23 de abril de 2019
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Trump OKs sanctions on countries that interfere in US elections

Washington, Sep 12 (efe-epa).- President Donald Trump on Wednesday signed a decree authorizing sanctions for countries that attempt to influence the November mid-term elections, while his administration denounced possible attempts to do so from Russia, China, Iran and North Korea.

 President Donald Trump speaks during a Medal of Honor reception at the White House on Sept. 12. 2018. EFE-EPA/Michael Reynolds

President Donald Trump speaks during a Medal of Honor reception at the White House on Sept. 12. 2018. EFE-EPA/Michael Reynolds

Washington, Sep 12 (efe-epa).- President Donald Trump on Wednesday signed a decree authorizing sanctions for countries that attempt to influence the November mid-term elections, while his administration denounced possible attempts to do so from Russia, China, Iran and North Korea.

The executive order instructs US intelligence agencies to determine if there are attempts afoot to influence the legislative elections, as occurred during the 2016 presidential vote, and establishes a mechanism for imposing sanctions if interference in any future US election is detected.

"There has been no evidence of a foreign power altering the outcome or vote tabulation in any United States election," Trump said in a statement, nevertheless adding that "We're going to take strong action to secure our election systems and the process."

The president has received harsh criticism from the Democratic opposition and from many Republicans for the skepticism with which he has treated the conclusions of the intelligence agencies that Russia attempted to influence the 2016 presidential vote with the aim of helping him win, and for his praise of his Russian counterpart, Vladimir Putin.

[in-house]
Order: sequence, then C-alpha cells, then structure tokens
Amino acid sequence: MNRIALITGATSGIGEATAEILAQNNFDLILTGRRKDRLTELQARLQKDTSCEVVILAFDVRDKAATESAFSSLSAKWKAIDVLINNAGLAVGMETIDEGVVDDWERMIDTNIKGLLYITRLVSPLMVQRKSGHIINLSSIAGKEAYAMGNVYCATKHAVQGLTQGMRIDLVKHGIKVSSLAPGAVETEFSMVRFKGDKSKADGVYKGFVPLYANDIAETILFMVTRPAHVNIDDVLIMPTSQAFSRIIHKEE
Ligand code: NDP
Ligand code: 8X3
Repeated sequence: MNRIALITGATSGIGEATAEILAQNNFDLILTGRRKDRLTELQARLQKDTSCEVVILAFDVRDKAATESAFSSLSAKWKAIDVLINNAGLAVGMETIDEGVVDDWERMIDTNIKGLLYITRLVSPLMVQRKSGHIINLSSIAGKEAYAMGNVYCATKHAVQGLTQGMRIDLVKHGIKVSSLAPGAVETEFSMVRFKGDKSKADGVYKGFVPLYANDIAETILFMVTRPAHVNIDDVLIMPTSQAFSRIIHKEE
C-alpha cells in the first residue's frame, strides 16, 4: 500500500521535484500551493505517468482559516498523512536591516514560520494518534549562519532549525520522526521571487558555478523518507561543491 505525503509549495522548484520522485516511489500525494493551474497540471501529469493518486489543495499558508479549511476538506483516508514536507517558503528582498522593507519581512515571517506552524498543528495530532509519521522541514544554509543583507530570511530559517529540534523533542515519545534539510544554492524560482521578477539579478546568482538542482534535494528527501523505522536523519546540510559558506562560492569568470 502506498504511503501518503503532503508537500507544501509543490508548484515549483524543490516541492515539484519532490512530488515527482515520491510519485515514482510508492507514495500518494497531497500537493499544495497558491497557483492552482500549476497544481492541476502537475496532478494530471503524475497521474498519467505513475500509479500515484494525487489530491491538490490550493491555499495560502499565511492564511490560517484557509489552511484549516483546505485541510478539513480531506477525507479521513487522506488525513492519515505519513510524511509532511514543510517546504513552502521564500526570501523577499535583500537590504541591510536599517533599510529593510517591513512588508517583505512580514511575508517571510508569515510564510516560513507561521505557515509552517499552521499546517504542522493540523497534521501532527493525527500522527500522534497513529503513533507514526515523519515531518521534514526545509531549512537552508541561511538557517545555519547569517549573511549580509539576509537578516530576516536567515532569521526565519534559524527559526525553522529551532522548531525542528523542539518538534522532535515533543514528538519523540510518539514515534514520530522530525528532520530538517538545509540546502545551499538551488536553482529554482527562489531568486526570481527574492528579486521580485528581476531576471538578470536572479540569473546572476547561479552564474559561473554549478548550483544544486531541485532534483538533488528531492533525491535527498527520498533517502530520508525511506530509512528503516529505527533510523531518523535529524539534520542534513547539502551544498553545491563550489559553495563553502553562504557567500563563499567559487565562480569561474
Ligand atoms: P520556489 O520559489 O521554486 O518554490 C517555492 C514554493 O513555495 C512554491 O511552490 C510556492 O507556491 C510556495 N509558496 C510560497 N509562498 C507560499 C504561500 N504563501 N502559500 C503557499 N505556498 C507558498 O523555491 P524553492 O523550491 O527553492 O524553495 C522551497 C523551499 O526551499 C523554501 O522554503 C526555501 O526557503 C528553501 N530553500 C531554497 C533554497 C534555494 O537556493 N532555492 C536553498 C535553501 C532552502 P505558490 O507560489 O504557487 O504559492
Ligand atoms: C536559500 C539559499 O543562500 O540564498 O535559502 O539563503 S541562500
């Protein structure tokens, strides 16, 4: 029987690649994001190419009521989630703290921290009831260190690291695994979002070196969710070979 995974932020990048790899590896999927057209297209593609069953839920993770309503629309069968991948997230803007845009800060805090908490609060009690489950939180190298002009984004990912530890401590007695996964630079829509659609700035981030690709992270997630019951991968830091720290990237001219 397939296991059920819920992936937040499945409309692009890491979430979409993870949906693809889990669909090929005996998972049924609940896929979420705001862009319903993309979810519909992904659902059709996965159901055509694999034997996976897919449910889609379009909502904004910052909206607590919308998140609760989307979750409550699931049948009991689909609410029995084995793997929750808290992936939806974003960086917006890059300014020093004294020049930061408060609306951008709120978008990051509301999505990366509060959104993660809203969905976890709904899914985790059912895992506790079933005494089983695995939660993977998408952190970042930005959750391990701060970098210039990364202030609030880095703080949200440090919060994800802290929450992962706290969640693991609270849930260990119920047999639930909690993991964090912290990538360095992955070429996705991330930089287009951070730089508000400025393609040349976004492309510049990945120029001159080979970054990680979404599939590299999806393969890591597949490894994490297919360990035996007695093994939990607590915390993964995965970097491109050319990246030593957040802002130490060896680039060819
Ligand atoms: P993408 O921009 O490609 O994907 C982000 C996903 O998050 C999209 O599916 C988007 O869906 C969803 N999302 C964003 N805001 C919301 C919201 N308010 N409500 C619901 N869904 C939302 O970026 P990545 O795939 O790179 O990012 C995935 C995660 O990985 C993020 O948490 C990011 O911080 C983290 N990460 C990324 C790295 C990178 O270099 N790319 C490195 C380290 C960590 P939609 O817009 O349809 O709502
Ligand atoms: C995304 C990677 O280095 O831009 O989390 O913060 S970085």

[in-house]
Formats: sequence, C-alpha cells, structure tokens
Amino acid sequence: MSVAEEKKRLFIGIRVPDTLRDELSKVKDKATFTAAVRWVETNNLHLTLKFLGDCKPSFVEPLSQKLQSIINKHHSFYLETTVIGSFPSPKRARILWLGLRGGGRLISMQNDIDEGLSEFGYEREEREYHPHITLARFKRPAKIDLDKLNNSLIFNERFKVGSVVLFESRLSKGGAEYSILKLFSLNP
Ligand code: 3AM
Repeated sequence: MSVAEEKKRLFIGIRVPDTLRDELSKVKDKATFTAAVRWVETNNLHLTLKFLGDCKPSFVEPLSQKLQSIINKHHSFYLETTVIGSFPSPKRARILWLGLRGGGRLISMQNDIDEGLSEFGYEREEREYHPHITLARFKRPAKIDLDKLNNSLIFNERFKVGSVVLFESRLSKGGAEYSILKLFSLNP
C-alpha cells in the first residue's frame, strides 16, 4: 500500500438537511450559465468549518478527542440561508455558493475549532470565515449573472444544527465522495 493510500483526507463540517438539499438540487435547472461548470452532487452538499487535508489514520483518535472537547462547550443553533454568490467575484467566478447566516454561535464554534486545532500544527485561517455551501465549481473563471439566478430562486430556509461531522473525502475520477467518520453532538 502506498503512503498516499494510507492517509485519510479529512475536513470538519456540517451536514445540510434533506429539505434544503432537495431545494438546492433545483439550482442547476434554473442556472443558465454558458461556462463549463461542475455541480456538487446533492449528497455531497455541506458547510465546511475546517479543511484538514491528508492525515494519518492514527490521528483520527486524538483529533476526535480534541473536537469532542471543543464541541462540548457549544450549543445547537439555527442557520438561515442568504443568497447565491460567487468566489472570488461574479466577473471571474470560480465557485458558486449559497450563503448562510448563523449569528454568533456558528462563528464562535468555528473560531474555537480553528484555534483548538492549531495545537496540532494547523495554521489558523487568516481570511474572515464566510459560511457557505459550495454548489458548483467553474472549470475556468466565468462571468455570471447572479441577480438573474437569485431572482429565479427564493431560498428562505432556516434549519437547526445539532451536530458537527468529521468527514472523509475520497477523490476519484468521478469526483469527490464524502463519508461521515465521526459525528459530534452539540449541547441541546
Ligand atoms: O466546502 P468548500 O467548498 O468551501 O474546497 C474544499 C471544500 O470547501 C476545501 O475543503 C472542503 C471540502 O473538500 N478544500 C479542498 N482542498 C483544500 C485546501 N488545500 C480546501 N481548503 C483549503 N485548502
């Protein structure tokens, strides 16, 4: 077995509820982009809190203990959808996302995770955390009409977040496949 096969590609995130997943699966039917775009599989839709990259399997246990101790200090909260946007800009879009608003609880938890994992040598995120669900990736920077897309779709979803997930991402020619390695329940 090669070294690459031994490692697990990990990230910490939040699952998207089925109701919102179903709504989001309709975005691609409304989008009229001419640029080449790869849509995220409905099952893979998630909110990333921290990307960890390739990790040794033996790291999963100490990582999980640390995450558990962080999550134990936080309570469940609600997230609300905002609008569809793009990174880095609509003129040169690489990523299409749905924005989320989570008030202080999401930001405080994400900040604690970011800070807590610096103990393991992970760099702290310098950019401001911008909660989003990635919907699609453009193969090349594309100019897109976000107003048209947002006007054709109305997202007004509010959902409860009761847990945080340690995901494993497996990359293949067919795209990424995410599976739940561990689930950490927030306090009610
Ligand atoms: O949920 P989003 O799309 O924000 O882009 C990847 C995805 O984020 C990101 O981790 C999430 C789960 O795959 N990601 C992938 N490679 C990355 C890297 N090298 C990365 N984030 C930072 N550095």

National Security Adviser John Bolton, meanwhile, denied on Wednesday that the criticism had influenced the president's decision to take measures to dissuade foreign powers from interfering in the races for both houses of Congress.

"We felt it was important to demonstrate the president has taken command of this issue, that it's something he cares deeply about - that the integrity of our elections and our constitutional process are a high priority to him," Bolton told reporters on Wednesday.

The intelligence agencies have already detected possible "attempts" to interfere with - or intervene in - the November elections by four specific countries.

"It's more than Russia here that we are looking at," National Intelligence Director Dan Coats told reporters on a conference call, specifying that US intelligence agencies are concerned about the ability of Iran, North Korea and China to interfere in the election, and threatening an "automatic response to that."

Trump's executive order declares that a "national emergency" exists linked to possible foreign interference in the US elections, a declaration that creates a legal basis for the future imposition of sanctions linked to that issue.

Within 45 days after any US election, the intelligence services will have to evaluate whether there were attempts by a foreign government or person acting as an agent of another government to interfere with the election, according to the decree.

The Departments of Justice and Homeland Security will then have another 45 days to decide whether or not to impose "automatic" sanctions and the heads of the State and Defense Departments will evaluate whether to levy even more severe punishments.

Bolton said that the US considers interference to be not only attacks on election infrastructure but also the distribution of propaganda and disinformation.

The sanctions would block US financial activities by those implicated in the election interference and those individuals would be prohibited from entering this country.

A wide variety of additional sanctions could be imposed under certain conditions.

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